“By 2014 Generation Y will have grown to represent 50% of the global workforce!”

by Didier Marlier on Saturday May 7th, 2011

Type “2014 Generation Workplace” on Google and various reports and articles will appear about the fact that, in 2014, the Millennium Generation will represent around 50% of the workforce in the World. And soon after, the “Digital Natives” (also called “Z” or “C” for connected Generation) will enter the marketplace… My partners and I ended up choosing a young and overly bright 25 years old lady, Gabriela Jardim Rocha, to become our partner in São-Paulo as she is fully attuned to that phenomenon. She holds no undergraduate in Engineering or Business. Her former training is in journalism. Her Masters is in converging technologies, applied to social networks and multimedia. Such studies did not exist when I graduated from my MBA in 1988…

No doubts that this emerging workforce of overwhelming proportion is challenging our previous leadership orthodoxies. Our partners of ELP[1] ran, under the leadership of Berend-Jan Hilberts and Araz Najarian, an interesting project (www.2moro2dayproject.com), exploring the emergence of the “Open Source Economy” and its impact on strategy, organization and leadership.

In many respects, their findings echo the conclusions of the work I did for the Fundação Dom Cabral in 2010 with 14 Brazil based CEO’s; We had come-up with the G.R.A.V.I.T.A.S. (Generosity, Responsibility, Abundance principle, Value authentic, Interdependency, Trust, Authenticity and Sharing attitude) acronym to describe the new values which seem to radically redesign the competitive landscape. They came back with a pretty strong challenge to the orthodoxy of leadership under the format here below:

  • Compliance or trust?: increasing complexity makes it difficult to predict what can/will happen. “2.0 leaders” as they call them, will focus on co-creating clarity, meaning and ownership by their followers rather than on imposing compliance.
  • Authority or peers?: 1.0 leaders still live under the fallacious impression that authority is their license to operate. Peers opinion, peers’ review are a far more credible source to the Generation Y than authority or supposed specialists.
  • Broadcast or dialogue?: The famous Business Futurist Gerd Leonhard[2] is adamant about this: Advertisers and media who still operate under the broadcasting orthodoxy are on the way out. The present and future are about co-creation and dialogue.
  • Top down hierarchy or network?: Another tagline from Gerd is “From Directors to connectors”. Decision making, reflection are far more widespread in the nascent era of open source and crowd-sourcing than orders and “Do as you’re told”.
  • Individual expertise or collective wisdom?: as the seminal book from Surowiecki, “The Wisdom of Crowds”, shows, experts may shine under simple and complicated circumstances. When the environment becomes complex, collective wisdom is at a serious advantage.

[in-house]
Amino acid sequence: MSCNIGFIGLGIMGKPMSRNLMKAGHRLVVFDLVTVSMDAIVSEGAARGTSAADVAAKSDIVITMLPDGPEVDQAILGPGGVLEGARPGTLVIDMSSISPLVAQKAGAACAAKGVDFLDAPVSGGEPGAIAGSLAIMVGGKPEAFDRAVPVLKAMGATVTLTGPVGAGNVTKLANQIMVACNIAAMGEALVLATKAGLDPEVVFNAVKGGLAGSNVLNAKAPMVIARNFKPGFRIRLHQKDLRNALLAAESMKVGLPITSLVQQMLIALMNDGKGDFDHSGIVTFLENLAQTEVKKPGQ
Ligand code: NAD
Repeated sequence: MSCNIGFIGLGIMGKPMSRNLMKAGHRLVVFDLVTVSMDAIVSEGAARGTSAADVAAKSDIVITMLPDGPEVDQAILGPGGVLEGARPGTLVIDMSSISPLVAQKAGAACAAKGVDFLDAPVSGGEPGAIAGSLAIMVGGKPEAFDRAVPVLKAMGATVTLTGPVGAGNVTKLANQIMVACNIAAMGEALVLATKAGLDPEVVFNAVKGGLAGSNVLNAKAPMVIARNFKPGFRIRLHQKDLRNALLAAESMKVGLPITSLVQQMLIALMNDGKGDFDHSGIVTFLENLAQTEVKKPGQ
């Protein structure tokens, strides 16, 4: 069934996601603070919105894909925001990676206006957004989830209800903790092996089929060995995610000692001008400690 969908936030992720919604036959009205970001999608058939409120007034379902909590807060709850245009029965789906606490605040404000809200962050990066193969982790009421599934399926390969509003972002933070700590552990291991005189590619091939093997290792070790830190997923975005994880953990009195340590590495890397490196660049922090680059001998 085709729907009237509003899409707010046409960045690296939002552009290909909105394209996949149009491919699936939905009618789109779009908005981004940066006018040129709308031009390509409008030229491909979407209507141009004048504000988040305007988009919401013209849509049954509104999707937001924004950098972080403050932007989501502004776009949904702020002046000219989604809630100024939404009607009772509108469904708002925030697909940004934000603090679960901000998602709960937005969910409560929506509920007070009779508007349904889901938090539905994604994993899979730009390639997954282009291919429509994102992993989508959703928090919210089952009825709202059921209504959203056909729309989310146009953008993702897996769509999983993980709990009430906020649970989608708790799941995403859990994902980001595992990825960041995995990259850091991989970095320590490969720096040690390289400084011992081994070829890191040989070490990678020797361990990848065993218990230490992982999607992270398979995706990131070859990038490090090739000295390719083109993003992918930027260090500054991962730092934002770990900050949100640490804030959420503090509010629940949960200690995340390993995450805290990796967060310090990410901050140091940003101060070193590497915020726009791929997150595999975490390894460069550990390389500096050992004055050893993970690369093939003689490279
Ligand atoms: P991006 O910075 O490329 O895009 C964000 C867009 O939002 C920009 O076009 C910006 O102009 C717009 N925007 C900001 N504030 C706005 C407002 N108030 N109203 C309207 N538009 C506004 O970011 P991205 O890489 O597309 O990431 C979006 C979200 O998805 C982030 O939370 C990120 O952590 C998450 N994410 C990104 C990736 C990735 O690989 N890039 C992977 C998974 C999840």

• Directive or self-organizing?: General Van Riper, several times quoted here, spectacularly demonstrated this by humiliating Donald Rumsfeld and his generals in history’s largest “Kriegspiel simulation”. Self organization functions better than directive styles under complex circumstances…
  • Planning or sensing?: Following the Cynefin model explained in a recent blog[3], if linearity, a certain level of predictability, cause & effect, planning are correct assumptions to operate in the simple and complicated contexts of the world, non linearity, uncertainty, trial and error, tolerance for ambiguity, observation are critical skills for leading in the complex or chaotic world.
  • Proprietary/undisclosed or open source/transparent?: Challenging the orthodoxy of the old world, Brazil is experimenting (and far from concluding) with a project of law (targeting only cultural I.P. rights for the moment) which would reverse the I.P. logic: Proprietary would be the exception and open source the rule… The interesting battle between Apple (highly successful whilst being a “closed” company) and Google (portraying itself as an “Open Source company” although there is an increasing questioning about this) is interesting to follow. Whatever degree it will reach, the Open Source phenomenon is profoundly changing the rules of the game. IT applies to leaders and their attitudes as well.

Such tables are of course from limited use and reality is for more open ended. But when reading their conclusions, I found this list made a lot of sense. I hope it will be the same for you.

On my way to Atlanta, have a great week all


[1] Executive Learning Partnership (www.elpnetwork.com)

[2] www.mediafuturist.com


Share and Enjoy:
  • Print
  • Twitter
  • Facebook
  • StumbleUpon
  • del.icio.us
  • Digg
  • Google Bookmarks
  • LinkedIn

2 Responses to ““By 2014 Generation Y will have grown to represent 50% of the global workforce!””

  1. Didier, thanks for quoting our work and putting a personal spin on our ‘leadership challenges’ list. We have started to think of companies that have successfully been able to expand their leadership repertoire beyond the traditional ‘command and control’ (to include both elements of the above mentioned challenges) as “Connected Companies”. For a bit more background on this topic and our associated research, your readers may want to read on here: http://bit.ly/lDylC5 and here: http://bit.ly/kIRs2J


Leave a Reply